April 8, 2013 by Ian Goldstein
I miss voice-over narration in movie trailers. The deep, authoritative male voice used to be ubiquitous in cinemas, yet now it’s practically extinct, replaced by text intertitles (see the trailer for The Dark Knight Rises, for example) and narration by the characters themselves (see Star Trek Into Darkness). Why has Hollywood recently abandoned one of its signature techniques?
Trailer voice-overs were the norm in the 1980s, 1990s, and early 2000s, but not for all of cinematic history. Silent films, of course, used title cards in previews just as in the films themselves (see this 1925 trailer for The Phantom of the Opera). Even after the advent of sound, intertitles remained popular; the 1942 trailer for Casablanca has some narration but mostly uses titles, to take one classic example.
The development of the modern trailer voice-over cannot be discussed without mentioning Don LaFontaine (1940–2008), the master of the genre. LaFontaine voiced over 5,000 previews in the course of his long career, and his bass, gravelly voice is instantly recognizable. Narration in the LaFontaine style could be dramatic for action pictures (“In a world where…”) or lighthearted (“Meet Bob…”) for comedies.
So, where have all the voice-overs gone? Some observers have pointed out that movie studios discriminated against women by exclusively hiring male announcers, but remedying sexism was not the reason for the genre’s demise. Rather, the voice-over became too trite to be taken seriously. Parodies (like this GEICO commercial) became common, and over time the once-sincere voice-over grew to be a parody of itself. One of Hollywood’s trademarks became a victim of overuse, leaving studios with no choice but to turn to more conservative text titles.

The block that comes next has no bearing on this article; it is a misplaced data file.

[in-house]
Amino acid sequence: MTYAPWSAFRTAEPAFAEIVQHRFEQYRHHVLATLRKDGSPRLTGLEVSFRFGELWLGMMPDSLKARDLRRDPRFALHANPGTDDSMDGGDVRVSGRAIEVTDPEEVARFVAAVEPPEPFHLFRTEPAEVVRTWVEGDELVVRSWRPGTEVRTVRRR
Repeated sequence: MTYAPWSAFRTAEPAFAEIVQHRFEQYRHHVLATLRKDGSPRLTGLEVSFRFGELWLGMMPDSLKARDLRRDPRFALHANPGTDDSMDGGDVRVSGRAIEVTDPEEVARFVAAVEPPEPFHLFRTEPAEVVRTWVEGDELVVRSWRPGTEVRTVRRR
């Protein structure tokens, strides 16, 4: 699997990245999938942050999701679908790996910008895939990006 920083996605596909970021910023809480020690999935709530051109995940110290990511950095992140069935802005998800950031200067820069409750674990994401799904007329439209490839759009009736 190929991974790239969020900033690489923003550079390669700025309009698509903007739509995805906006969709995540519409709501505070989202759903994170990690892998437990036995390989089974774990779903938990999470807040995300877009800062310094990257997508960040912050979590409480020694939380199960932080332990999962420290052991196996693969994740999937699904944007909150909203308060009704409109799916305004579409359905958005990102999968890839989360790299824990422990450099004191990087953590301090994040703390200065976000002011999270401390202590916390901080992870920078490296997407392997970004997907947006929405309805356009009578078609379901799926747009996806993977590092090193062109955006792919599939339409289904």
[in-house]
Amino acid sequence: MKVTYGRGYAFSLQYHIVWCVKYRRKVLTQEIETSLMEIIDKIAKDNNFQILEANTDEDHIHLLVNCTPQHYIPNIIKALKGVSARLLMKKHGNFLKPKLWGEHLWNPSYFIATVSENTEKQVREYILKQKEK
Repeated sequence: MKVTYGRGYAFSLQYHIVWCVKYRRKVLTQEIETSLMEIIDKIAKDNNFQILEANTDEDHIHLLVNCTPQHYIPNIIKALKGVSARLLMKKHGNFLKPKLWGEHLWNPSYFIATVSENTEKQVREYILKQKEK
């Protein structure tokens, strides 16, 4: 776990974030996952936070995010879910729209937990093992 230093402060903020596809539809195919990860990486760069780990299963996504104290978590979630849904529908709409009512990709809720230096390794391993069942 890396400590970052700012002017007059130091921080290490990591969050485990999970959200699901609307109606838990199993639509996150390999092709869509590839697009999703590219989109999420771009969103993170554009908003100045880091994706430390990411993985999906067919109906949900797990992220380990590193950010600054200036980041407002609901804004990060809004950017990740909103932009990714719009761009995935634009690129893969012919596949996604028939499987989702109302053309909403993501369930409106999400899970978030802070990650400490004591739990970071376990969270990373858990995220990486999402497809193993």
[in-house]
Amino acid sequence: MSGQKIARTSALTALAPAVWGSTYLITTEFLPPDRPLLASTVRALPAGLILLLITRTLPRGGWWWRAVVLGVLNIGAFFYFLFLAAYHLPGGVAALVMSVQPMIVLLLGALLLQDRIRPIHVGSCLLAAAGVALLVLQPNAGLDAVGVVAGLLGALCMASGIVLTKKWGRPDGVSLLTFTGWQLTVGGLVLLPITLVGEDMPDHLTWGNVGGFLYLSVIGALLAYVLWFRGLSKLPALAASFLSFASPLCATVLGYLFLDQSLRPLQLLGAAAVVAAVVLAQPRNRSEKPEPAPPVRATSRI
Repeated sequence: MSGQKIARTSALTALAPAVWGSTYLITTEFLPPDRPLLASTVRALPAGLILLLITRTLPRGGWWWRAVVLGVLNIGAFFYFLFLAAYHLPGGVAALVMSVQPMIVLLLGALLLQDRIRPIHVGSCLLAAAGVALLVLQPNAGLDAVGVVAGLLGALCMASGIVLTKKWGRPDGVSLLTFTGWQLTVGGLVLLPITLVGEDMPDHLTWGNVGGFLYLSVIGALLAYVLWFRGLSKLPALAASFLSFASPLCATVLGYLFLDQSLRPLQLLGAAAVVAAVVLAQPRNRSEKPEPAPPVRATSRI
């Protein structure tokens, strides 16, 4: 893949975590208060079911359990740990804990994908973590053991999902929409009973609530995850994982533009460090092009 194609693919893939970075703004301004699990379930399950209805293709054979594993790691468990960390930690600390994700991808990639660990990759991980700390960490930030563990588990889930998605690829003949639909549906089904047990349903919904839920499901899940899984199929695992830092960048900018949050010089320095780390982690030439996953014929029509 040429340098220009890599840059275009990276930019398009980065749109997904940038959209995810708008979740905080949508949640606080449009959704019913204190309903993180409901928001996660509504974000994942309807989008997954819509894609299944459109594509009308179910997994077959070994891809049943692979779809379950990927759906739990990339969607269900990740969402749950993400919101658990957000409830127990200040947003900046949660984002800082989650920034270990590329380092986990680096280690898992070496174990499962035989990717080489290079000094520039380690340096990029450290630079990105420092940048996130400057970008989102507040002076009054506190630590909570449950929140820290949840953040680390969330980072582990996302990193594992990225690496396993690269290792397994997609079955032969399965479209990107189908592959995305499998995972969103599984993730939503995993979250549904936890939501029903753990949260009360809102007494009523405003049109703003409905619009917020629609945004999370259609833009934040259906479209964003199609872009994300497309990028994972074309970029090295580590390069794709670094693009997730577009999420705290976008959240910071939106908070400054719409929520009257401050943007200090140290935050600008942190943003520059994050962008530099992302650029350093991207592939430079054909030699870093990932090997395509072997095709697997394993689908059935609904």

Besides causing nostalgia among those who came of age in the 1990s and 2000s, the loss of voice-overs raises questions that have yet to be resolved. How have voice artists compensated for the significant income loss they must have suffered? Are trailers now less understandable by children who cannot yet read or illiterate adults? The most compelling question is whether dramatic intertitles will soon become a parody of themselves as well. What will Hollywood turn to at that point? This summer, find out at a theater near you.